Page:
The level of difficulty and the amount of work involved are the reasons there are relatively few successful authors. Not many writers possess the necessary creative talent along with a willingness to develop crucial skills and the time to devote to the job of collaborating, improving, and adapting.

There’s no magic, no secret, no shortcut. It’s purely hard work.

don't just stand there

(Photo courtesy of Jeff Sheldon)

Who publishes military memoir?

This is the first time I’ve assembled a list of periodicals and small presses that publish the memoirs of military personnel. The question arises occasionally. I’ll continue to add to the list when I can. Please leave a comment if you know of a specialized publisher I’ve overlooked. Keep in mind that many other publishing houses bring out military memoirs occasionally without specializing in them.

ABC-CLIO, LLC

Alternative Book Press

Blue Nostalgia: A Journal of Post-Traumatic Growth

Elva Resa Publishing LLC

Fonthill Media Limited

Hellgate Press

The History Press

The Journal of Military Experience (JME)

Maverick House

Military Officer

MilSpeak Books

Naval Institute Press

Osprey Publishing, a division of Bloomsbury Publishing

Parameters: The U.S. Army War College Quarterly

Pen & Sword Books Limited

Potomac Books, an imprint of the University of Nebraska Press

Proud to Be: Writing by American Warriors

Tattered Flag Press

Texas State Historical Association Press 

University Press of Kansas

Vallentine Mitchell & Co., Limited

Vandamere Press

War, Literature & the Arts

Also of interest:

4th Division Press, a children’s book imprint of E.L. Kurdyla Publishing LLC

The Blue Falcon: A Journal of Military Fiction

Blue Streak: A Journal of Military Poetry

The story writes us

We constantly imagine pictures, or create muscle memory, or devise stories to help us recall how to perform tasks, analyze problems, and relate to other people. We tend to learn these methods from each other, rather than invent new ones, and consequently both good and inefficient strategies are passed along. The strategies suffice if they’re relatively effective. They needn’t be perfect, as evolutionary theory shows.

At a 2000 conference on the subjects of autobiography, biography, and memoir, Michal Govrin said the story writes us all. “Whenever we write, we shape things,” she said, and biography—the story—is a metaphor for the process of acculturation. There is, she reminded the audience, often a preconceived plot. People try to tell their stories in a certain way, to conform to a belief structure.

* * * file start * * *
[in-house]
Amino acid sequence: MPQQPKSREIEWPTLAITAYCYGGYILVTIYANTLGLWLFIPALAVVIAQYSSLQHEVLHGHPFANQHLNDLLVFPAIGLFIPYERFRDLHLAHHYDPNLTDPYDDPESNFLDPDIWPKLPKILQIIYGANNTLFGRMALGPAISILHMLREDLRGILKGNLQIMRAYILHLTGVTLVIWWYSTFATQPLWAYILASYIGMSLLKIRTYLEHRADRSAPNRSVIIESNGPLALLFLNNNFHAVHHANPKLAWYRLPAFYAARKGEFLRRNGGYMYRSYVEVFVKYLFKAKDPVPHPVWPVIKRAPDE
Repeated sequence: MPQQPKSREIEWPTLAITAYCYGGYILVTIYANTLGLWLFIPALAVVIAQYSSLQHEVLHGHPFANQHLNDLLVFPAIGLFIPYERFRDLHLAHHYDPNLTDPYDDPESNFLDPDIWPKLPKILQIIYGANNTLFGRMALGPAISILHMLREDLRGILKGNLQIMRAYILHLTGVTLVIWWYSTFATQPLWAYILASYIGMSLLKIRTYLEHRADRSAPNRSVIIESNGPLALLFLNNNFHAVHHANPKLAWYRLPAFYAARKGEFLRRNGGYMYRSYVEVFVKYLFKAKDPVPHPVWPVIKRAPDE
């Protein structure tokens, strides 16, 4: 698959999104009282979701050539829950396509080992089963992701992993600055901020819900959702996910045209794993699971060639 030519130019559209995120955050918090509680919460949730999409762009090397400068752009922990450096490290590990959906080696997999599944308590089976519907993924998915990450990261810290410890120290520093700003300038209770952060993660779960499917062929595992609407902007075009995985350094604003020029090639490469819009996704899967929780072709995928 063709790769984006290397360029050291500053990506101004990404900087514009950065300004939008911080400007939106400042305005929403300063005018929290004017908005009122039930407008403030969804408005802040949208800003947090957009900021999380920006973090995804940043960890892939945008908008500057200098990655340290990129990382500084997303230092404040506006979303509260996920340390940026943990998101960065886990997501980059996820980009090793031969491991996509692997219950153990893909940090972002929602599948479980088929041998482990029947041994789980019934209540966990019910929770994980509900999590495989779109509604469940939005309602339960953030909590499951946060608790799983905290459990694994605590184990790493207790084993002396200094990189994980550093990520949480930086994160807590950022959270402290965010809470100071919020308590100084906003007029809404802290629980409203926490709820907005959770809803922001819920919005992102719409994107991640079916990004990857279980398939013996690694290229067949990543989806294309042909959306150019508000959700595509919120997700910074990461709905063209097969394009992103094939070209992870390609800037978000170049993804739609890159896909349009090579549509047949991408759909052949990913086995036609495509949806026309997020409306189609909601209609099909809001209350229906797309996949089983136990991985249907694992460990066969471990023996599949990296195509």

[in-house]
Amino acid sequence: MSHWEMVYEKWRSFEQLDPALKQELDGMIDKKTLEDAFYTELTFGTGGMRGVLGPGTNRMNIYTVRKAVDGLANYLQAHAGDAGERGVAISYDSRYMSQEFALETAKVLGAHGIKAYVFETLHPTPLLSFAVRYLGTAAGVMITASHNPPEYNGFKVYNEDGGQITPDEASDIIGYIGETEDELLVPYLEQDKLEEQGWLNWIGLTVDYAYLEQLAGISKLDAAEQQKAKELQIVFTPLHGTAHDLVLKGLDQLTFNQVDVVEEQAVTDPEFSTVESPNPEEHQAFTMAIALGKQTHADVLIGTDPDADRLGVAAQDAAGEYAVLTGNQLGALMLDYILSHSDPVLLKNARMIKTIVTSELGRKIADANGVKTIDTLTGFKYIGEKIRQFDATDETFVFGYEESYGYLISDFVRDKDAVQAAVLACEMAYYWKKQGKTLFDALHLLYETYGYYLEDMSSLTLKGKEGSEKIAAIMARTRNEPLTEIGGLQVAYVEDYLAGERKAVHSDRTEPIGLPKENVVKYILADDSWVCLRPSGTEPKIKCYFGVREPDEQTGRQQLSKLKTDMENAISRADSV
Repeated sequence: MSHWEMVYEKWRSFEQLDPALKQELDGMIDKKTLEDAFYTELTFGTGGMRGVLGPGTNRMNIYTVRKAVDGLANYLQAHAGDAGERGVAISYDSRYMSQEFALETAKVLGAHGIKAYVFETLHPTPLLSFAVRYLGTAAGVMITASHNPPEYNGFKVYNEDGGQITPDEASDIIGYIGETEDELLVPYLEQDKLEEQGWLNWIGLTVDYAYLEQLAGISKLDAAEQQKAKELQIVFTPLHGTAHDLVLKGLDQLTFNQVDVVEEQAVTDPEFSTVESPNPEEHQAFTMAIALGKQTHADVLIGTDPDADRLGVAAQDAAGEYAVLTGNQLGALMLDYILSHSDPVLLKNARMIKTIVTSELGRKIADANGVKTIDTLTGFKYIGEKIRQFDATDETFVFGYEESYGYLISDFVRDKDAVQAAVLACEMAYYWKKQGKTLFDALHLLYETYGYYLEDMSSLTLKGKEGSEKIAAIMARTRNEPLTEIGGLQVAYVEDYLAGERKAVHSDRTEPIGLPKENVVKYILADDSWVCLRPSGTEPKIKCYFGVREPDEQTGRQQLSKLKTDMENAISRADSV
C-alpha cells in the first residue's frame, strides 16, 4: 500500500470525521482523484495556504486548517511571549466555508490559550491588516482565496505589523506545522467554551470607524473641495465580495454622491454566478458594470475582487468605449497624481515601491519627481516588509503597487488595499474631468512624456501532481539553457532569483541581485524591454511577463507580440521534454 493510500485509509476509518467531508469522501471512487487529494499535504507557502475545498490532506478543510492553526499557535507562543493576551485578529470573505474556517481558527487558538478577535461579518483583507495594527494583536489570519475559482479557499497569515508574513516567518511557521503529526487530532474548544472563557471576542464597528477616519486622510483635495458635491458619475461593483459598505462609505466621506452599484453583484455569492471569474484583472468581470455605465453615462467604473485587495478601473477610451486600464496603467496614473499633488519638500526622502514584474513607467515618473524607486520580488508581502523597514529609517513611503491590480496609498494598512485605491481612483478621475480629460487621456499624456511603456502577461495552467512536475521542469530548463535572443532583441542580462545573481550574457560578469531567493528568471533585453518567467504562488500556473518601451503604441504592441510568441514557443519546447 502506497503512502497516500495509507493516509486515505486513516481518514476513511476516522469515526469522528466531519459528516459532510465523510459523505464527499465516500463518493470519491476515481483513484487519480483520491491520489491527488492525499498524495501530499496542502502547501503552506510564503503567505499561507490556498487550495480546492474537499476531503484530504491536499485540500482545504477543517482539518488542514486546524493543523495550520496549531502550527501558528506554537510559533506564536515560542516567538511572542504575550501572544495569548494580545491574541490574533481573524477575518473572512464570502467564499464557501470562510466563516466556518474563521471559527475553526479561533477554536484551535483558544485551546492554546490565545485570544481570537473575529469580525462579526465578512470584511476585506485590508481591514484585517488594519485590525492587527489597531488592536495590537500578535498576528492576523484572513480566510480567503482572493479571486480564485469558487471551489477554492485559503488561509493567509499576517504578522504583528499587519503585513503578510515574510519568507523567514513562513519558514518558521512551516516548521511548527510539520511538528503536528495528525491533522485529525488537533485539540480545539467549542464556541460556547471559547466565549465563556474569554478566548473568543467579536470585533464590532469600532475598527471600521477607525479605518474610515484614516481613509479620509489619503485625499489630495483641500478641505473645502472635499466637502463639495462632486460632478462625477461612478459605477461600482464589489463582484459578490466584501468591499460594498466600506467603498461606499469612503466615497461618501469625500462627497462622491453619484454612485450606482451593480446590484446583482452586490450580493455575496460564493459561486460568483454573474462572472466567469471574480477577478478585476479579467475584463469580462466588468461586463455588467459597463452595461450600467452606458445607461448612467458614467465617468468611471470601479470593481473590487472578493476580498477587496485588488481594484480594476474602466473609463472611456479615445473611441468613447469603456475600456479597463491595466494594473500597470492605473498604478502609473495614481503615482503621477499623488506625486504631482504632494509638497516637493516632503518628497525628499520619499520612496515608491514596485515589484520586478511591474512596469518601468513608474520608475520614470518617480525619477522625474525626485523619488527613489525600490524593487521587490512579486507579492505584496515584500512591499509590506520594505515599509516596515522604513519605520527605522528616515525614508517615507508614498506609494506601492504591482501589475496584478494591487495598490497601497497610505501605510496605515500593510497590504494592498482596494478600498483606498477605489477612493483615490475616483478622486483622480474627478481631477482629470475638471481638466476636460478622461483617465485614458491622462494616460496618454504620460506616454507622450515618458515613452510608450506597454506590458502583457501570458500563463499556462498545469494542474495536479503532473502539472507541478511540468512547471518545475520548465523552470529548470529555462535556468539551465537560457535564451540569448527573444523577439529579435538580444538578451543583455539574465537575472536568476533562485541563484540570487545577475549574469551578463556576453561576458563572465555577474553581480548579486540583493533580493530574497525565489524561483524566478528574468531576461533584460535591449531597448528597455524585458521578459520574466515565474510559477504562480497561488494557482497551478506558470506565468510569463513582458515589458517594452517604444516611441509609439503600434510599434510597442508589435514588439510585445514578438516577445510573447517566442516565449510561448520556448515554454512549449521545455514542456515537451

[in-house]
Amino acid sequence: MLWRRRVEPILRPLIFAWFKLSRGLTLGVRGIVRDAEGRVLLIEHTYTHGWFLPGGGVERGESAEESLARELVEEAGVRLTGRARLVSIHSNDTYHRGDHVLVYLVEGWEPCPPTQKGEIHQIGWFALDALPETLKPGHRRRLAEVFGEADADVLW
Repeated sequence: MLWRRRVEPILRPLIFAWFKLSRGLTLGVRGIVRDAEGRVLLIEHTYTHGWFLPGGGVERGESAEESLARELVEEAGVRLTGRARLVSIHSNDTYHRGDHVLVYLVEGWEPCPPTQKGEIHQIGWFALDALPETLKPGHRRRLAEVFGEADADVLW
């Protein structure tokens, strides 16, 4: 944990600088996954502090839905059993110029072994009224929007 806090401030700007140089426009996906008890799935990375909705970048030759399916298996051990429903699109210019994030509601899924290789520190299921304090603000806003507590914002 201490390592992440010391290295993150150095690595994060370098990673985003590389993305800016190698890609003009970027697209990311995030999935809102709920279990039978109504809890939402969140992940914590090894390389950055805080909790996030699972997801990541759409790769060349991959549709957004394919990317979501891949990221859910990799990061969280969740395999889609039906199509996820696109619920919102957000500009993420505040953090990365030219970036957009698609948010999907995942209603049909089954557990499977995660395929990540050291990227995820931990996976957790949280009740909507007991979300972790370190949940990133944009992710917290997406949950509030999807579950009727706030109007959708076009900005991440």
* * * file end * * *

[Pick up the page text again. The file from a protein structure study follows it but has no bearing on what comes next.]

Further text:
Most illuminating was Govrin’s conclusion: “It is very difficult to leave a story.”

Beware of (not) being yourself

Children quickly discover that the most effective technique for survival involves conforming to their parents’ or caregiver’s values, regardless of whether the adults’ values are healthy or appropriate. Rarely does anyone intervene in a relationship between a parent and a child simply because a child is learning maladaptive behavior. Eventually, without being fully aware of it, most children adopt versions of their parents’ values.

If asked why they’ve embraced certain beliefs, most adults don’t claim to have reasoned things out. Instead, they cite authorities recognized by their social group or, startled, they insist the validity of a particular value system is obvious or ordained. Real awareness of the origins of their beliefs is unusual. Internal conflicts and self-doubt are easily attributed to the harmful influence of unseen spirits or the sordid side of human nature.

No matter how often we’re told that individuality is something to appreciate and that we’re all endowed with the right to be who we really are, conformity is the rule. Ostracism is the penalty for believing a little too eagerly that we can be true to ourselves. Some people can’t handle ostracism. It takes enormous strength and at least a little support from others—affiliation for which a person must qualify with some degree of compliance.